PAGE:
There’s an old joke that goes along these lines: A fundamental law of programming is that a program’s complexity grows until it exceeds the capabilities of the programmer who must maintain it.
Although it’s a joke, there is an element of truth to this. If every program was only ever touched by a single programmer, and that person had a perfect memory and unlimited amounts of time to spend on refactoring their code, it’s unlikely that there would be any problems caused by code complexity. Of course, that’s not the way real life works.
But what makes an IBM Lotus Notes or Domino application complex? And why should we care? To answer the second question first, most of our customers who care about the complexity of their Notes applications do so because they are preparing for the future. That may mean they are planning to move away from the Notes/Domino platform, they may be migrating their application server infrastructure to the cloud, or perhaps they’re just concerned about a lack of Notes and Domino development skills in their organization.
Whatever the reason, most of the people we encounter who are interested in application complexity are seeking to build an inventory of the Notes and Domino applications in their environment, find out how much they are being used, and then get a sense of how complex they are. And that is usually with a view to either migrating to some other platform or ensuring that they have access to the right skills to be able to maintain or modernize the applications going forward. In other words, application complexity is something that most organizations should pay attention to.
So what about the first question I posed? What makes an IBM Lotus Notes/Domino application “complex”? And how to we apply a measure of complexity to our applications so that we can compare one with another?
I started my programming career in the early 80s, and back then, when we wrote pages and pages of code in long text files, we had tools such as cyclomatic complexity to tell us how complex our code was. Cyclomatic complexity measures the number of independent paths through a program. It’s fine in principle, but doesn’t translate very well to the world of IBM Notes & Domino apps, where applications are built using a heady cocktail of different languages and bits of code are hidden away in buttons, field formulas and code libraries.
How to measure complexity in a Notes app is a question that we had to address as we built Teamstudio Adviser. The Complexity module within Analyzer provides an indication of the effort that would be required to maintain or migrate a Notes/Domino application. The module combines a number of different factors such as the number of design elements of different types, the presence of certain hard-to-migrate elements and the presence of user-definable keywords to compute a complexity score. That score is then converted to a five-point complexity ranking from Very Low to Very High.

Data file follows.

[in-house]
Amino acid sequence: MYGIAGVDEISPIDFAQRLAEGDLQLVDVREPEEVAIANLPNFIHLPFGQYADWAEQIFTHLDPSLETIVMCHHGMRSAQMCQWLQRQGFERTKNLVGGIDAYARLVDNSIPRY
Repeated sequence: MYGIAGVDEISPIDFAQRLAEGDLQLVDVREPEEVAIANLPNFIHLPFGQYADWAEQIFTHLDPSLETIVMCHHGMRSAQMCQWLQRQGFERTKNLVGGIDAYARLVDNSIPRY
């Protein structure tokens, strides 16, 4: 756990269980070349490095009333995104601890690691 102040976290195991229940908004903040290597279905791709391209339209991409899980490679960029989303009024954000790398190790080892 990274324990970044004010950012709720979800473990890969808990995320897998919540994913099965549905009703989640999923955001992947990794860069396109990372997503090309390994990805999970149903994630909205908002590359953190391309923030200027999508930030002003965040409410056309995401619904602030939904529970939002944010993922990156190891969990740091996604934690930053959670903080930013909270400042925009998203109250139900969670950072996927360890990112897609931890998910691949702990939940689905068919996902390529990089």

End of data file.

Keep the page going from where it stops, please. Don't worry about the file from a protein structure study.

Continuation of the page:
There are three main areas that are taken in to consideration when determining the complexity of a database design:
1. Common Problems
Based on our experience of building and maintaining Notes and Domino applications, we’ve defined a number of database design features which typically cause problems. These include an excessive number of fields used on a form, complex tables, the database being set to allow stored forms, a selection formula containing @IsResponseDoc, @AllChildren or @AllDescendants, as well as a number of other things.
Typically, the presence of one or more of these features implies higher complexity.
2. Design Elements
The number of each type of design element in the database design is often a good indicator of the complexity of the overall database design. In our model, a database with more than 15 agents would be a strong indicator of high complexity. A design with just a single script library would similarly receive a high score. The presence of one or more shared fields would contribute to the complexity equation, but not as strongly as a script library.
3. Search Terms
In addition to predefined common problems and design element counts, we consider that there are certain terms which, if found in the database design, are strong indicators of added complexity. Examples of these might be “ODBC”, “LDAP” or “LS2J”.
The search terms in Adviser are configurable, so it’s possible to add to the list if there are terms specific to your own environment.
In fact, all of the complexity parameters in Adviser are completely configurable. So if you disagree with our assessment of the relative impact on complexity of any of the items on the list above, you can tweak it to your heart’s content.
In summary, determining the complexity of any software application is not easy, and many people have their own opinions about the best way to do it. Our view is that the most important thing is to use the same method consistently across all the applications you are examining and that will give you at least a measure of relative complexity. That can be very helpful when it comes to determining a future path for the Notes and Domino applications in your organization.
To learn more about Teamstudio Adviser and how it can help you map your Notes and Domino application landscape, click below.